The Australian Rail Track Corporation (ARTC) is rolling out a 4G capability upgrade to its National Train Communications System (NTCS), which is expected to be completed by June 2024. 

The NTCS utilises the Telstra mobile network and In Cab Equipment (ICE) units to provide train to network control communications on the ARTC network nationally. 

The NTCS upgrade will provide additional communications service options and increased capability for ARTC and train operators and will ensure that network equipment is prepared for a 5G upgrade in the future. 

Telstra managed NTCS upgrade works are being undertaken at 81 locations across the country and includes nine additional mobile tower sites and 13 tunnel upgrades. Some of these additional locations will provide further community benefits in the form of improved mobile phone coverage in remote areas. 

ARTC is also working with customers to ensure they’re supporting the transition through the upgrade of 1,600 units that are on their locomotives to ICE units by Base2, so that they can continue moving goods and people around Australia.  

ARTC Group Executive Engineering and Systems, Brad Moorhouse, said that the Telstra 4G coverage update will primarily support train to train control communications, network maintenance staff, and network control on both freight and passenger services across the ARTC network.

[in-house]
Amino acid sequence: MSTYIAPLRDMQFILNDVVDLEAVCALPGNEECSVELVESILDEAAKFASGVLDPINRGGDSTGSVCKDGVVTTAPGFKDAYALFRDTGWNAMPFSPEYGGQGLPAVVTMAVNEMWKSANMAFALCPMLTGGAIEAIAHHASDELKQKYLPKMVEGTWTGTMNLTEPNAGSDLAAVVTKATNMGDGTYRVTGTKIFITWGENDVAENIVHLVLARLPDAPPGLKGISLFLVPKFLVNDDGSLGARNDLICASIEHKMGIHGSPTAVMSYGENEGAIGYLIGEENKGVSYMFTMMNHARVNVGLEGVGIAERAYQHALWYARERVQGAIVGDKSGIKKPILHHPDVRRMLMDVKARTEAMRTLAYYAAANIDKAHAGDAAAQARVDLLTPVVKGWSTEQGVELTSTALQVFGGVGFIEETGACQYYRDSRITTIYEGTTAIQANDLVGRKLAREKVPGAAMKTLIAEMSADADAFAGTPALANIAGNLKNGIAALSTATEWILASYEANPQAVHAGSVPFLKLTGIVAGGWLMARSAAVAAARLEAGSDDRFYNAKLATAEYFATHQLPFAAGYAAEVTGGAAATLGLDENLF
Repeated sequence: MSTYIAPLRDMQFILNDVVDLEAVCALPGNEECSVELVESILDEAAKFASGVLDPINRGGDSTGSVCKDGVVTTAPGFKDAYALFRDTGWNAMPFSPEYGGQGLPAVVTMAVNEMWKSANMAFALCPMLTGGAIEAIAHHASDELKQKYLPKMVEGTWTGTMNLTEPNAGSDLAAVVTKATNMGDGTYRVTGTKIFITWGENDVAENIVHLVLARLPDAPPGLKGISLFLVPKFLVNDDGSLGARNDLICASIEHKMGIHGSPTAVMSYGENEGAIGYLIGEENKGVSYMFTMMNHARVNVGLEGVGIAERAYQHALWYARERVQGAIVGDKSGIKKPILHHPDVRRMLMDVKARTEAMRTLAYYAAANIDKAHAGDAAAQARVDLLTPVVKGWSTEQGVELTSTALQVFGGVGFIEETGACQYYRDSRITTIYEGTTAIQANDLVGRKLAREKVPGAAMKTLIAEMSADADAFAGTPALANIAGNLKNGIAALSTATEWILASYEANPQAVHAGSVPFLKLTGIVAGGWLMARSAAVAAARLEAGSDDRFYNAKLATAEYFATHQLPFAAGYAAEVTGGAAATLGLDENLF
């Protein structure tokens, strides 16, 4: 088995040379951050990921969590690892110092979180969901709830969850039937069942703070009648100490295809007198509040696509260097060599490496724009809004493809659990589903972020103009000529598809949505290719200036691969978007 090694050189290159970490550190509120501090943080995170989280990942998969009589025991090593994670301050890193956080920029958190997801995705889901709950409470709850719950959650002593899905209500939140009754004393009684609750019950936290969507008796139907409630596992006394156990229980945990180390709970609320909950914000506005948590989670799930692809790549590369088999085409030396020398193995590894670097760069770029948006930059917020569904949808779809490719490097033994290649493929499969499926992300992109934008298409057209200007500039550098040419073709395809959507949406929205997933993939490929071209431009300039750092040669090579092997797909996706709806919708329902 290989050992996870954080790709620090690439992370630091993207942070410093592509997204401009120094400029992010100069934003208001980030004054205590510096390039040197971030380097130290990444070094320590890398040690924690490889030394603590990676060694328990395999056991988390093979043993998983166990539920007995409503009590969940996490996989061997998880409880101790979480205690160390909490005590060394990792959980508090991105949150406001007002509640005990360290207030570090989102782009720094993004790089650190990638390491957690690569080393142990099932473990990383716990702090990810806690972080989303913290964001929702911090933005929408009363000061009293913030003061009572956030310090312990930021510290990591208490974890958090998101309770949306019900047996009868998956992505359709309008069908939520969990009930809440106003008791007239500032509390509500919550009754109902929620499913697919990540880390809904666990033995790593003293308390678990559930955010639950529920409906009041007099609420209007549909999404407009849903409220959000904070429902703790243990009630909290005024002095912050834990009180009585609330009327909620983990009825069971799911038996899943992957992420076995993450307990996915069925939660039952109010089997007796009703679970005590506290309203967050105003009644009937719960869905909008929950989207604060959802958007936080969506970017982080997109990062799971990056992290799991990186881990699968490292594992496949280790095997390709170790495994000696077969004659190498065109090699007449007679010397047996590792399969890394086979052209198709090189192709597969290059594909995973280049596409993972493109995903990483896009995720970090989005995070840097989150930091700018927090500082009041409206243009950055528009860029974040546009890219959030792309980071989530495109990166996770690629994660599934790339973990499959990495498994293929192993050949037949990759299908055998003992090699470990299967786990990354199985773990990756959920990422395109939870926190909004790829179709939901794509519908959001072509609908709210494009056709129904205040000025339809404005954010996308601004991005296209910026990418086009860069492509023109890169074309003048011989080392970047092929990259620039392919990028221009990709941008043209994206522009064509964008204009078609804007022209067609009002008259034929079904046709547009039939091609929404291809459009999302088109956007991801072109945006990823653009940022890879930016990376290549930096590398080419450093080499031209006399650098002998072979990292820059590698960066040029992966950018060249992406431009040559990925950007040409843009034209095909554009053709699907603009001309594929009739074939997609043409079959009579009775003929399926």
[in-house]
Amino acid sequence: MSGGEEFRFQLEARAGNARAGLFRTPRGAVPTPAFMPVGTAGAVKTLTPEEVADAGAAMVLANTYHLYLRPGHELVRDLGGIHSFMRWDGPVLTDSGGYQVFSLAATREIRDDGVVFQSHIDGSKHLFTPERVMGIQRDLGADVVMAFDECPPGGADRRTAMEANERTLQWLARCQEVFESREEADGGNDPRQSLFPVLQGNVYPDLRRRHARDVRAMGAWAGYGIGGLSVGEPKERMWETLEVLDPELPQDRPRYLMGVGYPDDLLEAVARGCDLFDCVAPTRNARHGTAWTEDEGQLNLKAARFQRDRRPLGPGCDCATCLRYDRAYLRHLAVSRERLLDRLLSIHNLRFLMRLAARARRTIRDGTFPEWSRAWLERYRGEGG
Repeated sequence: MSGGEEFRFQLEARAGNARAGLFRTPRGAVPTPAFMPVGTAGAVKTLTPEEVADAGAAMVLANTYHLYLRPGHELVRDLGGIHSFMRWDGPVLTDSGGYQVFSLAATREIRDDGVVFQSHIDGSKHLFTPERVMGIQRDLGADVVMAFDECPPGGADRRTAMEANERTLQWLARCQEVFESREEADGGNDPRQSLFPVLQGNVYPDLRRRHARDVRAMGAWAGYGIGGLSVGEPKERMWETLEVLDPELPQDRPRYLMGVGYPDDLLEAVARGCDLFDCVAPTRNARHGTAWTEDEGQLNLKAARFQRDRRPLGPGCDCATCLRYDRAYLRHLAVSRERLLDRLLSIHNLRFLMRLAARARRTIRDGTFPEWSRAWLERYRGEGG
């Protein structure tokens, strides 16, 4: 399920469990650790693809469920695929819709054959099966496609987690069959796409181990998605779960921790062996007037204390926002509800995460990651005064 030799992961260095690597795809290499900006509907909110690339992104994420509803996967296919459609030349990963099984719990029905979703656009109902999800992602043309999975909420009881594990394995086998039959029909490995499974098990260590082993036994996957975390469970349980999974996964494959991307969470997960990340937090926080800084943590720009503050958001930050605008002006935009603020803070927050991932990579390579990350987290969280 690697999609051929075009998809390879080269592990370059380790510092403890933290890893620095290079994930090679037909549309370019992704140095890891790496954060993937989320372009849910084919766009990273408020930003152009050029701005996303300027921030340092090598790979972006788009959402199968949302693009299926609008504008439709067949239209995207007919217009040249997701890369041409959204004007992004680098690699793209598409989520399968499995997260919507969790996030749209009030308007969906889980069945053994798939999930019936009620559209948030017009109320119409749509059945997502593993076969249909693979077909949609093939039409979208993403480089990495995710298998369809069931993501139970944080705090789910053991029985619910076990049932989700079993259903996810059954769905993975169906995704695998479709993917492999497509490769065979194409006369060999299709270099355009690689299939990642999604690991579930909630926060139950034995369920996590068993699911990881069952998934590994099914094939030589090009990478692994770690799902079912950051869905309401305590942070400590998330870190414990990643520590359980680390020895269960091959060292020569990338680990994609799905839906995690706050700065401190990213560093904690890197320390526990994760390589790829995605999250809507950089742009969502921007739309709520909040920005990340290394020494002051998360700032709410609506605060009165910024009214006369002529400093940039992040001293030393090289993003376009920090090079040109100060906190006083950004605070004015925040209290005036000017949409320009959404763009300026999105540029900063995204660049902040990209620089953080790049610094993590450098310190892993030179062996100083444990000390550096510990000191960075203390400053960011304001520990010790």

“It is imperative that we keep up with technology changes to improve resilience and services for our rail systems, as we look ahead to the next stage of 5G,” Mr Moorhouse said.  

“It is fantastic to see the co-ordinated rail industry approach upgrading their ICE units, including freight, passenger, maintenance, and heritage fleets, with 4G technology now in operation across the network. 

“The upgrade ensures the continued provision of the interoperable communications system to provide a single, interoperable, and reliable method of operational voice communications between train crew and Network Controllers across large parts of Australia.” 

Featured image: A remote 4G communications tower. Image credit: ARTC.

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